Racing Stripes (2005) / Comedy-Adventure
MPAA Rated: PG for crude humor and some language
Running Time: 94 min.
Cast: Bruce Greenwood, Hayden Panettiere, Wendy Malick, M. Emmet Walsh, plus the voices of Frankie Muniz, Dustin Hoffman, Whoopi Goldberg, Mandy Moore, Joe Pantoliano, Joshua Jackson, Jeff Foxworthy, Steve Harvey, David Spade, Michael Clarke Duncan, Snoop Dogg, Michael Rosenbaum, and Fred Dalton Thompson
Director: Frederik Du Chau
Screenplay: David Schmidt
Marred by potty humor and an overall tackiness, Racing Stripes would be a modestly cute kids film, if only it could have avoided going for easy (and cheesy) laughs. Part of the reason the film comes off as cartoonish may likely reside in the fact that director Frederik Du Chau started off in cartoons, as a storyboard artist for the legendary Chuck Jones, of Looney Tunes fame. Perhaps in the world of cartoons, such inanities would seem commonplace, but smack-dab in the middle of a family film, there is just an embarrassing quality to them that doesn’t allow us to go with the natural flow of things. Babe proved talking animal films can work, but Racing Stripes only goes to show that without a good story and rich characterizations, you’ll end up like the racehorses -- running around in circles.
When a baby zebra is left behind in rural Kentucky by a traveling circus, Nolan Walsh (Greenwood, I Robot), a local farmer, ends up adopting it raising it as one of his own animals, with help from his spunky daughter, Channing (Panettiere, Remember the TItans), who promptly dubs the horse with a name -- Stripes. Stripes’ dream is to become a champion racehorse, so he can race with the big horses down at the nearby racetrack. Channing can sense Stripes’ desire, and soon indulges in the horseracing fantasy, but her disapproving father won’t allow it. Only when provoked by the evil racehorse owner, Clara Dalrymple (Malick), is there any motivation for Nolan to give Channing the green light, and compete with the fastest horses in the country.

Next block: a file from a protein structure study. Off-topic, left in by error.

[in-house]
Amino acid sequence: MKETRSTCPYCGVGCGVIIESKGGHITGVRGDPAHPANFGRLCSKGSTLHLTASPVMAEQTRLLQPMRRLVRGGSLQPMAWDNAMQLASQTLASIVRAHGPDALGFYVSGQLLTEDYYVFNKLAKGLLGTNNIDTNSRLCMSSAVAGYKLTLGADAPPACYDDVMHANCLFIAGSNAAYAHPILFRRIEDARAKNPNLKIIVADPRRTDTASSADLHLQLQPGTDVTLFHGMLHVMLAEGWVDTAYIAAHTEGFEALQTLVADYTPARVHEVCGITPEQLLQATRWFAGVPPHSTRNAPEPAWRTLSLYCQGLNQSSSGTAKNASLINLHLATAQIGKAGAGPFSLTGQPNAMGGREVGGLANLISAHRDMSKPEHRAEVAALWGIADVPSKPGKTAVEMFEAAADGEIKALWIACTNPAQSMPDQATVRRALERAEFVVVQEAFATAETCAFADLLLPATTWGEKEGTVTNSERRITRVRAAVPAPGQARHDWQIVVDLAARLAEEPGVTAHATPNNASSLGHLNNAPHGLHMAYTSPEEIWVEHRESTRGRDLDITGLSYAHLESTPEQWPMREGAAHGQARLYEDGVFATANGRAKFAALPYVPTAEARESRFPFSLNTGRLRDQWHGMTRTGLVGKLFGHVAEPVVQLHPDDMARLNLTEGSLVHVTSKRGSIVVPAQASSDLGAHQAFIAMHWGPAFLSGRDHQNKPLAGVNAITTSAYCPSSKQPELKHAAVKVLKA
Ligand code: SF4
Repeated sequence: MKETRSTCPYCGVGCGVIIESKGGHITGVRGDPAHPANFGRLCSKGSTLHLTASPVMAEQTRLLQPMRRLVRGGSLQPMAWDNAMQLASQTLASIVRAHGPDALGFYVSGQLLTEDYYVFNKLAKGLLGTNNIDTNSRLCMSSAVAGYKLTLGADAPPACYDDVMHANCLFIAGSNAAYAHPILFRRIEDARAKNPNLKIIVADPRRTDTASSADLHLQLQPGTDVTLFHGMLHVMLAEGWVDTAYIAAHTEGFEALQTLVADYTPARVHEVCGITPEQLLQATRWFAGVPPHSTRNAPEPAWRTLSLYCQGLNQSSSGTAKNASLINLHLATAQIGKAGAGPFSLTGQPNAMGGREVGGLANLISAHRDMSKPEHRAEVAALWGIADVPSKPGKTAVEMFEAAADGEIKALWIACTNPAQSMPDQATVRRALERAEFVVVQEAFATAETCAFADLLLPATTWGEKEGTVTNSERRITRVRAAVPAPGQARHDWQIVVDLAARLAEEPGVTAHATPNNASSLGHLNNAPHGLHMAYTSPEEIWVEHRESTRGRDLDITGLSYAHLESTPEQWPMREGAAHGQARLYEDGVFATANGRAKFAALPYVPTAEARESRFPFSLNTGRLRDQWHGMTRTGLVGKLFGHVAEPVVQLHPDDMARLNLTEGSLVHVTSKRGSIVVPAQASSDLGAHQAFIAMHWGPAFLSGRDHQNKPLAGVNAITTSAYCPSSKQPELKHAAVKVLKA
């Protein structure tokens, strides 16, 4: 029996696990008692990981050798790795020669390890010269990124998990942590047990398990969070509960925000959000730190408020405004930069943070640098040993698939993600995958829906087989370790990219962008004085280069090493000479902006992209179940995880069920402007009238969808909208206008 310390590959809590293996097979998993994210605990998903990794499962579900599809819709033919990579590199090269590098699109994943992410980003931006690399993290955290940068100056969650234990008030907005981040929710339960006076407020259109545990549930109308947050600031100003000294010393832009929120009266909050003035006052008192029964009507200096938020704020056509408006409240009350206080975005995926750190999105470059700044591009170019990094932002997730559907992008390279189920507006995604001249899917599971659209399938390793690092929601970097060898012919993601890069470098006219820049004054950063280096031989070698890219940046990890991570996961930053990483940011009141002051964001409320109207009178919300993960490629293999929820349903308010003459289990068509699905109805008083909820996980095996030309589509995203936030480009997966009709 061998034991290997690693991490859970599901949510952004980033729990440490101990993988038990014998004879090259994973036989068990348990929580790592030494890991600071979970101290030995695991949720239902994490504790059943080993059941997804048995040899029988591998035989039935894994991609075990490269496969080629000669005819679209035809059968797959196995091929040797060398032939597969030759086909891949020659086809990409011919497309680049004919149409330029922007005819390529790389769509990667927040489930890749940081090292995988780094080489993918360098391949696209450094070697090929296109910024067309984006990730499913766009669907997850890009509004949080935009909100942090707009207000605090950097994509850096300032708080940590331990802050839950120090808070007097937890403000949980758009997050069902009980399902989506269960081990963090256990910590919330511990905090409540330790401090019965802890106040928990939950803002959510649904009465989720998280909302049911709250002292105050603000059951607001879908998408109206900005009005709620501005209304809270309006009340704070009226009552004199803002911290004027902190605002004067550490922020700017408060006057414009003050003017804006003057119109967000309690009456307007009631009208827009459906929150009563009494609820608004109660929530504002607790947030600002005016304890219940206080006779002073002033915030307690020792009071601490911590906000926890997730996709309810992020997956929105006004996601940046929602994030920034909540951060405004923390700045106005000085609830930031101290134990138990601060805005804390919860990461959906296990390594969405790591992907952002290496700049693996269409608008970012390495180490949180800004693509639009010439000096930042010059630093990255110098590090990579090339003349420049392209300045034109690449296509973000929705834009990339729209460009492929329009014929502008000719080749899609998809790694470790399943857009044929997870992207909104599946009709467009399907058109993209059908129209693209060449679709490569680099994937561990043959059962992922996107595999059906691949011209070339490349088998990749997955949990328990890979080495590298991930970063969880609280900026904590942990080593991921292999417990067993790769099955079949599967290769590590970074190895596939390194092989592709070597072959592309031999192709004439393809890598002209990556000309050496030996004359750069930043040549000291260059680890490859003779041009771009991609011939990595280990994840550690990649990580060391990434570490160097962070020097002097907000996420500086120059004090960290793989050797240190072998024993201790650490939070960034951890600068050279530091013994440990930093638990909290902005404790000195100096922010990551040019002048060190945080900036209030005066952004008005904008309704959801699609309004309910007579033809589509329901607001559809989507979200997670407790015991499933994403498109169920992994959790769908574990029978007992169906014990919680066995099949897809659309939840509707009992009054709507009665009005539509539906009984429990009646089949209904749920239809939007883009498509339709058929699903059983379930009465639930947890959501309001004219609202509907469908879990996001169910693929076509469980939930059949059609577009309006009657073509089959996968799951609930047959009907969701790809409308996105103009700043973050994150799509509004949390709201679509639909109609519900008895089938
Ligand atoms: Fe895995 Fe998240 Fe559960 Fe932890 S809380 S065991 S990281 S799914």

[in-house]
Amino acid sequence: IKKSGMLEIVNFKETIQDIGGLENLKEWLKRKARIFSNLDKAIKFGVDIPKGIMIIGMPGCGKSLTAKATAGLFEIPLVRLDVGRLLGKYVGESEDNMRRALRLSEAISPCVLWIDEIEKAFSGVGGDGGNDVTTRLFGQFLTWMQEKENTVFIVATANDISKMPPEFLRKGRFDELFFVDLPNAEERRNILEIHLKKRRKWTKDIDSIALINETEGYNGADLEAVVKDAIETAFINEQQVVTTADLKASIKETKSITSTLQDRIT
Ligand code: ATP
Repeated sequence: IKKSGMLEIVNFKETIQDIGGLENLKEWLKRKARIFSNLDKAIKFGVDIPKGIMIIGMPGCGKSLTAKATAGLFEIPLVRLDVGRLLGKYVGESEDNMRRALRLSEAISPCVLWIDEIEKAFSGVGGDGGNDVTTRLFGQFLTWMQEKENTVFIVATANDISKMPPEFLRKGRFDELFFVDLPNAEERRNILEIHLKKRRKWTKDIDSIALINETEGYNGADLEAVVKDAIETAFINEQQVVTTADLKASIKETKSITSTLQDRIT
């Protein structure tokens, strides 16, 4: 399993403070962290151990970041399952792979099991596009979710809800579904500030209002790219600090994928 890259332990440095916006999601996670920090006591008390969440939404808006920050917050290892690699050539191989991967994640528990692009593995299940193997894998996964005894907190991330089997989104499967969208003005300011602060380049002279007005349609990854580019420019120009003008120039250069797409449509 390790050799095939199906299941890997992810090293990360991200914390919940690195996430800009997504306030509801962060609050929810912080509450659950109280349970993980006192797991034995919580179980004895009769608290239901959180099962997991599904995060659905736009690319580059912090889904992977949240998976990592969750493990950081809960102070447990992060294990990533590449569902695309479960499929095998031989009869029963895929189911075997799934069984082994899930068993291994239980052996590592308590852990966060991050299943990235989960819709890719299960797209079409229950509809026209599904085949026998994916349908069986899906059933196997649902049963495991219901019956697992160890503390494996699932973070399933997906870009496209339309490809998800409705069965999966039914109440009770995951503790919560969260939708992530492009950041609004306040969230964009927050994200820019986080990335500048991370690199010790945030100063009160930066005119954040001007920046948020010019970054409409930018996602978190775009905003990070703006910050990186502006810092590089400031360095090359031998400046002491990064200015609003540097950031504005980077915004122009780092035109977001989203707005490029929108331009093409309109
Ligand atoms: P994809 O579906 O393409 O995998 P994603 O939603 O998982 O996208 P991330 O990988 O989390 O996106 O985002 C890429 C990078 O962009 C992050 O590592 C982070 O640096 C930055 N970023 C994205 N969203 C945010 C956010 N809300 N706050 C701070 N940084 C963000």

Racing Stripes is a fairly typical kids flick, with underlying messages of practicing tolerance for those who are different, and even celebrating diversity. It’s well-meaning, innocuous stuff in that vein, although I could easily cite dozens of better films to come out in recent years with the same message without the high overhead this one carries.
Before I get to the reasons why Racing Stripes falls short, I do have to compliment the special effects team for doing some amazing work in making the animals look and move in a completely believable fashion when talking. There is also an impressive array of celebrities who’ve lent their voices to the movie, each one well suited to the respective animal character they portray. There’s no skimping here.
Alas, all of the effort is for naught, as they are surrounded by derivative ideas and wafer-thin characterizations. Despite this, it could still have been a passably cute time-killer if not for the constant need to bring in crude humor, mostly in the form of a flatulent fly and a poop-happy pelican. As if the sight of a speedy zebra weren’t silly enough, must we be treated to ugly CGI flies farting bubbles and chowing down on feces? I haven’t even mentioned the terrible rap songs and cornball gags thrown out willy-nilly for the sake of giving the least mature in the audience some cheap laughs. In the middle of this would-be inspirational film, it's all so depressing to endure.
The aforementioned technical quality, as well as the amiable voice-work, does keep this one from sinking right to the bottom of the barrel, but shouldn’t we expect more from a movie that pooled so many talented people together in the cause to inspire children to get along with one another? Clichés, stereotypes and toilet humor are all this has to offer the future generation. That they sugarcoat it with a touch of morality seems a scant consolation for inept storytelling.
©2005 Vince Leo